Among the many things that have changed in design, the instant gratification of adding a new font to my system is among my favorites. Gone are the days when type was selected from a book and an order placed with a typesetter. Now, computer users are able, and required, to download, install, and maintain hundreds of fonts. Problems arise when different users – clients, designers, printers, and colleagues – share files. Each user must have the same fonts (and version) to ensure that the file will be displayed and reproduced properly.
To help prevent and resolve font conflicts, keep the following in mind:
Proofing — Many designs are now proofed as emailed .pdf files. PDF stands for portable document format, meaning you don’t need the program that created it (i.e., PhotoShop or Illustrator) to view it, you simply need a copy of Adobe Acrobat Reader If a recipient has an older version of Reader, fonts may not always display properly. Go to www.adobe.com to download the latest version of Adobe Acrobat Reader. It is free and available for both Macs and PCs.
Ownership — Fonts are licensed, not purchased. Your designer does not legally have the right to “give” you the fonts used in the project. They can be made available on disk to reproduce a specific project, or you can purchase a license yourself.
Quality — Nothing can crash your computer faster than a corrupted font, and it can be difficult to diagnose. Cheap or free fonts are disasters waiting to happen. License your fonts from a reliable source and always make a back up copy. Load only a few at a time so you can catch the problem immediately.
Elements — Type 1 PostScript fonts, common in many businesses have multiple parts. They are made up of one printer font and multiple display fonts. The printer font is the information that tells the printer how to create the font for output. The display portion is what appears on screen and includes files for each weight or style such as bold or italic. If your type looks jagged on screen, the display font is missing or damaged, if it looks fine on screen, but prints badly, the printer portion is the problem. True Type fonts have only one part that serves for both display and printing.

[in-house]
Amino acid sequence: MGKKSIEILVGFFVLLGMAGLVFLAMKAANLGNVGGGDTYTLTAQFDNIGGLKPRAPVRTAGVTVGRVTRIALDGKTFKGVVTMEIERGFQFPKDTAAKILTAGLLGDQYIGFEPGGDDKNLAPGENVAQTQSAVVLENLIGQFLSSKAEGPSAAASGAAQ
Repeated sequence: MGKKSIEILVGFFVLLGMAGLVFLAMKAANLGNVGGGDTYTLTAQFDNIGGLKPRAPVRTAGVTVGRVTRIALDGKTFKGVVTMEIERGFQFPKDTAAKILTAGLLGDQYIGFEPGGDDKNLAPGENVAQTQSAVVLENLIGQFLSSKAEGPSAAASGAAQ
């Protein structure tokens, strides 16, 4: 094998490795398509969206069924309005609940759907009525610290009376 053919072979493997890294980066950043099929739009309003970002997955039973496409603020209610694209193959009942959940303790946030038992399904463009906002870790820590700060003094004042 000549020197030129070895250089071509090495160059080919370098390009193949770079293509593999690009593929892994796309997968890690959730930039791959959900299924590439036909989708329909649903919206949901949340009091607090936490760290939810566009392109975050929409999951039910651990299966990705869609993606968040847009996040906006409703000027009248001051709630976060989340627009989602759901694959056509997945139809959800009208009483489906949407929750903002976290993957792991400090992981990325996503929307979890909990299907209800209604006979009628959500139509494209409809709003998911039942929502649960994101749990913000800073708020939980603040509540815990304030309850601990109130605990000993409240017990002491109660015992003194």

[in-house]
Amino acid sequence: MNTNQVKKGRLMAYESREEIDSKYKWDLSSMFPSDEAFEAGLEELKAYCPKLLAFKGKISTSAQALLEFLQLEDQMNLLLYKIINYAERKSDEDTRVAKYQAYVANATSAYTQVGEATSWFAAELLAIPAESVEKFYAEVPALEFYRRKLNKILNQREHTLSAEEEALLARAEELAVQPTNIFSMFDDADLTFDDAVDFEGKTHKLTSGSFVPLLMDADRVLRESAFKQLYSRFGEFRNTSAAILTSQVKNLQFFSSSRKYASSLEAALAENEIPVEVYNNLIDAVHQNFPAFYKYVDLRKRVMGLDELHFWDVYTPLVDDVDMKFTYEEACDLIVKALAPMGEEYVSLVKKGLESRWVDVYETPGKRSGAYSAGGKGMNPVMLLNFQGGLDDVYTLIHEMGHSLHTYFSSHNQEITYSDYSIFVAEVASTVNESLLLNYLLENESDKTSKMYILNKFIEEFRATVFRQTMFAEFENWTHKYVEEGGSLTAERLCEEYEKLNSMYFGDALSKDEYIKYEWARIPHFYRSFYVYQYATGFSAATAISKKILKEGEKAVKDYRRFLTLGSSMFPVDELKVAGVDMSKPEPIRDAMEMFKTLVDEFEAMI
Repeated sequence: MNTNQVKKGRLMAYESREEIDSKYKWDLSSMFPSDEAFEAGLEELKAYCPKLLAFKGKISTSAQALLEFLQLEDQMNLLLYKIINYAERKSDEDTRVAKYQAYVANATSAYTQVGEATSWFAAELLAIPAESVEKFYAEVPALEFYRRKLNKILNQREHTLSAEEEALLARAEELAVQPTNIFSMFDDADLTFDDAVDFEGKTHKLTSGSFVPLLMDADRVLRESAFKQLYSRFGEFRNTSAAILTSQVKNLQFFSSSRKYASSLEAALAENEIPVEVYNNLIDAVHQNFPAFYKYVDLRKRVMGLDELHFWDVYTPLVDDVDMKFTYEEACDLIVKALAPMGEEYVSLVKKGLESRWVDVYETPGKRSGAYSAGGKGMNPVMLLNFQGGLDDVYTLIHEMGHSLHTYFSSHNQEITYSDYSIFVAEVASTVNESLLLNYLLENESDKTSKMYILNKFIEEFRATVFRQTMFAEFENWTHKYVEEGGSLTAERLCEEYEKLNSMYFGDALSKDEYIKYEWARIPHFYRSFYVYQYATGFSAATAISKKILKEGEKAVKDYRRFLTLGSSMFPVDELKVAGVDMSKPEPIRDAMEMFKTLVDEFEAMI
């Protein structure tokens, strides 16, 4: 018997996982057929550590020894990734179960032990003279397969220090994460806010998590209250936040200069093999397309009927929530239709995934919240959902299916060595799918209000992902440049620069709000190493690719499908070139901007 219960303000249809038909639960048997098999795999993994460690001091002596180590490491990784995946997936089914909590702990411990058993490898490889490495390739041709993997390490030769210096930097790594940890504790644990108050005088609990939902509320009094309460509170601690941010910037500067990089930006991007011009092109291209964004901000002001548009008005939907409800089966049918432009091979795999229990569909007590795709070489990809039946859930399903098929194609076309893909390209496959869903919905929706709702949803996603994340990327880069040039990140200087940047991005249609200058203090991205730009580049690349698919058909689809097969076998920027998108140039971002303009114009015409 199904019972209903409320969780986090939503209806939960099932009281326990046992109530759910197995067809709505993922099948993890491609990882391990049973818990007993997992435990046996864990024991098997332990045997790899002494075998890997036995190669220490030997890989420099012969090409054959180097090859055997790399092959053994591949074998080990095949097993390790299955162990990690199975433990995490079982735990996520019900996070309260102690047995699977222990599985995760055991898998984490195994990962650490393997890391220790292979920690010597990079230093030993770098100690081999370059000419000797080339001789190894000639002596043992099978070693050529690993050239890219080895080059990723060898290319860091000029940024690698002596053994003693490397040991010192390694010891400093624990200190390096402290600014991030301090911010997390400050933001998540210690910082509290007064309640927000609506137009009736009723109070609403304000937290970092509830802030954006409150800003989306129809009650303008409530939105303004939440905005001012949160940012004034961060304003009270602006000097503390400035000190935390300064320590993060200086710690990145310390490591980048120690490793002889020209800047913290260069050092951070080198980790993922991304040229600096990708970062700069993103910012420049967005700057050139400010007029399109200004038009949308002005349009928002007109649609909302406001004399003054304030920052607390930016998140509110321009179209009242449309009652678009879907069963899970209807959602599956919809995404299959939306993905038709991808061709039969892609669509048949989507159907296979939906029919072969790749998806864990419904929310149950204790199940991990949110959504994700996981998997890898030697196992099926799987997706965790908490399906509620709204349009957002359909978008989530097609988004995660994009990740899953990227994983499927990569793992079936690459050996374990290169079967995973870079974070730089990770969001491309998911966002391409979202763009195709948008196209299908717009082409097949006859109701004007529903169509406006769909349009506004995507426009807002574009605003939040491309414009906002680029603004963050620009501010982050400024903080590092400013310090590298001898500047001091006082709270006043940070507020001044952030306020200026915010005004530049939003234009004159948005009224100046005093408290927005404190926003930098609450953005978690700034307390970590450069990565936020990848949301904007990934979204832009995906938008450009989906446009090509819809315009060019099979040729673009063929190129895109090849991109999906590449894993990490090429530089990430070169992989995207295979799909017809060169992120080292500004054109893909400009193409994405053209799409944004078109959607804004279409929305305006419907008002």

Memory — Fonts use a lot of memory , both in the space on your hard drive and the time it takes to process them on screen. If you use a laser printer, you may eventually have to add memory to your printer and/or system to avoid errors. For inkjet printers, additional software can be added to allow PostScript fonts to print smoothly.
Font Families — Fonts are sold individually and in packages that include bold and italic versions. While more expensive, having the true bold is a better choice than selecting bold formatting in a software program if your file will ever be used on another computer. Sending the file to a printer or colleague that has a different system or software version can cause errors or the loss of formatting.
Compatibility — Macs and PCs can’t use the same fonts. To avoid problems, instruct your designer, up front, what fonts you already have (or plan to purchase) so that if you’ll be using the project on your computer it matches the original design. Make sure when purchasing fonts that you select the right version for your operating system.
Beth Brodovsky is the president and principal of Iris Creative Group, LLC. Brodovsky earned a Bachelor of Fine Arts in Communication Design from Pratt Institute, New York. Before launching her own firm in 1996, she spent eight years as a corporate Art Director and Graphic Designer, providing a sound foundation in management and organizational standards and structure. Iris Creative specializes in providing marketing and strategic communication services to clients in service industries and small businesses. For more information contact Beth at firstname.lastname@example.org or 610-567-2799.